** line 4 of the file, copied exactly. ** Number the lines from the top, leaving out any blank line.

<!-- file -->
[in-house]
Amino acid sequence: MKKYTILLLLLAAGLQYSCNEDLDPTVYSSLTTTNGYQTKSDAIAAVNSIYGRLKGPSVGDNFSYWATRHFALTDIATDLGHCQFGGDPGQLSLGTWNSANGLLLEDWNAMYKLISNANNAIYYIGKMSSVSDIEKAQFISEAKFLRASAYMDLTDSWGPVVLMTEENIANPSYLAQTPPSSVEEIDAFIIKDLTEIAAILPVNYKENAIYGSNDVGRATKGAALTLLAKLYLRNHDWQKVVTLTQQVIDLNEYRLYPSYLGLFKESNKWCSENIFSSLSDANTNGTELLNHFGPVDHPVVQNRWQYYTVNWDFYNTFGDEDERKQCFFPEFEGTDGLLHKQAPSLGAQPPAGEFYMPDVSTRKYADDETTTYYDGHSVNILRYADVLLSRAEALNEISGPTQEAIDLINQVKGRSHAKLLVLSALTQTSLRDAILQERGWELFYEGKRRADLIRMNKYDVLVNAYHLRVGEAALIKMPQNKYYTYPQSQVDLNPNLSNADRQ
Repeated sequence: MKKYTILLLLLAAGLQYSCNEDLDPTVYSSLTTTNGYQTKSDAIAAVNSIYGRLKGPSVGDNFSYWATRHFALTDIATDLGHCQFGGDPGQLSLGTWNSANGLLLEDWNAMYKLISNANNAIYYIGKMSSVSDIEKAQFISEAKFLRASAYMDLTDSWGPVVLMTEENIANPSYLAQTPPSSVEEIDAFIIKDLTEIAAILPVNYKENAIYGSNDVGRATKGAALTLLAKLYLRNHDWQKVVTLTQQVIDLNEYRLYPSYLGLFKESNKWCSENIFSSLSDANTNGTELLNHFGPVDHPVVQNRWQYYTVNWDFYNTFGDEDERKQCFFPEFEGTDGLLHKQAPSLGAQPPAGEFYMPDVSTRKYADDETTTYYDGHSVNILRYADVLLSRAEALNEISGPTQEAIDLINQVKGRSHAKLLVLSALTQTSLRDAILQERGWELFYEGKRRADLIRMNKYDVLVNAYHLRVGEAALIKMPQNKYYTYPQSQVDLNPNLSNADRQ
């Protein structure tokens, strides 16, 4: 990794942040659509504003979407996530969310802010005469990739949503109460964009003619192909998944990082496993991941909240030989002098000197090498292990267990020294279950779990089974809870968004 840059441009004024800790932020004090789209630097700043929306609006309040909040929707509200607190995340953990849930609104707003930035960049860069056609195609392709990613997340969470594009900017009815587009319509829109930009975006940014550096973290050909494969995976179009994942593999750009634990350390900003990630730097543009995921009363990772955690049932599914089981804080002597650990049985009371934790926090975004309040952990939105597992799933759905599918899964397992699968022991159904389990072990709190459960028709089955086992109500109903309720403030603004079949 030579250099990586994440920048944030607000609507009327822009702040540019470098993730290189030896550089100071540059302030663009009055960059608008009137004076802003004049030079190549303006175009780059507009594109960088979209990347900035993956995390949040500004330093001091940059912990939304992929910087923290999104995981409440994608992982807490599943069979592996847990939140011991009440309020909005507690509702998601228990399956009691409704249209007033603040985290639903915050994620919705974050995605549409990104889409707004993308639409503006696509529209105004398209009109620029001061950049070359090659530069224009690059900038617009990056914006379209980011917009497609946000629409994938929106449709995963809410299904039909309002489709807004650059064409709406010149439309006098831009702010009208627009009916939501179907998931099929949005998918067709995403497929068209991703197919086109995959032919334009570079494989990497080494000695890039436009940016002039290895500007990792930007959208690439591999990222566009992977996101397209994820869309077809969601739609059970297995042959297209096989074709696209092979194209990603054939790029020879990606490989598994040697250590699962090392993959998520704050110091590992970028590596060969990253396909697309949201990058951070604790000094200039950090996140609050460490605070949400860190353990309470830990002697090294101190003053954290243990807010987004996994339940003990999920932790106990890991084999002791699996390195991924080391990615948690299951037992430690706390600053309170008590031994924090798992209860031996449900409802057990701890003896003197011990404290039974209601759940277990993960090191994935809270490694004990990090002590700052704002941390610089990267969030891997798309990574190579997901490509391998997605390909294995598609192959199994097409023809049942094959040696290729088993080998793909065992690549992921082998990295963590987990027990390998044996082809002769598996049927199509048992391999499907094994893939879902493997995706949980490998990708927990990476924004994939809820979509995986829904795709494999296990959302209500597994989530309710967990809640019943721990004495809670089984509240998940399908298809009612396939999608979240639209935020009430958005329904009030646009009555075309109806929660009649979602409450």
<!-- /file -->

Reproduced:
């Protein structure tokens, strides 16, 4: 990794942040659509504003979407996530969310802010005469990739949503109460964009003619192909998944990082496993991941909240030989002098000197090498292990267990020294279950779990089974809870968004 840059441009004024800790932020004090789209630097700043929306609006309040909040929707509200607190995340953990849930609104707003930035960049860069056609195609392709990613997340969470594009900017009815587009319509829109930009975006940014550096973290050909494969995976179009994942593999750009634990350390900003990630730097543009995921009363990772955690049932599914089981804080002597650990049985009371934790926090975004309040952990939105597992799933759905599918899964397992699968022991159904389990072990709190459960028709089955086992109500109903309720403030603004079949 030579250099990586994440920048944030607000609507009327822009702040540019470098993730290189030896550089100071540059302030663009009055960059608008009137004076802003004049030079190549303006175009780059507009594109960088979209990347900035993956995390949040500004330093001091940059912990939304992929910087923290999104995981409440994608992982807490599943069979592996847990939140011991009440309020909005507690509702998601228990399956009691409704249209007033603040985290639903915050994620919705974050995605549409990104889409707004993308639409503006696509529209105004398209009109620029001061950049070359090659530069224009690059900038617009990056914006379209980011917009497609946000629409994938929106449709995963809410299904039909309002489709807004650059064409709406010149439309006098831009702010009208627009009916939501179907998931099929949005998918067709995403497929068209991703197919086109995959032919334009570079494989990497080494000695890039436009940016002039290895500007990792930007959208690439591999990222566009992977996101397209994820869309077809969601739609059970297995042959297209096989074709696209092979194209990603054939790029020879990606490989598994040697250590699962090392993959998520704050110091590992970028590596060969990253396909697309949201990058951070604790000094200039950090996140609050460490605070949400860190353990309470830990002697090294101190003053954290243990807010987004996994339940003990999920932790106990890991084999002791699996390195991924080391990615948690299951037992430690706390600053309170008590031994924090798992209860031996449900409802057990701890003896003197011990404290039974209601759940277990993960090191994935809270490694004990990090002590700052704002941390610089990267969030891997798309990574190579997901490509391998997605390909294995598609192959199994097409023809049942094959040696290729088993080998793909065992690549992921082998990295963590987990027990390998044996082809002769598996049927199509048992391999499907094994893939879902493997995706949980490998990708927990990476924004994939809820979509995986829904795709494999296990959302209500597994989530309710967990809640019943721990004495809670089984509240998940399908298809009612396939999608979240639209935020009430958005329904009030646009009555075309109806929660009649979602409450």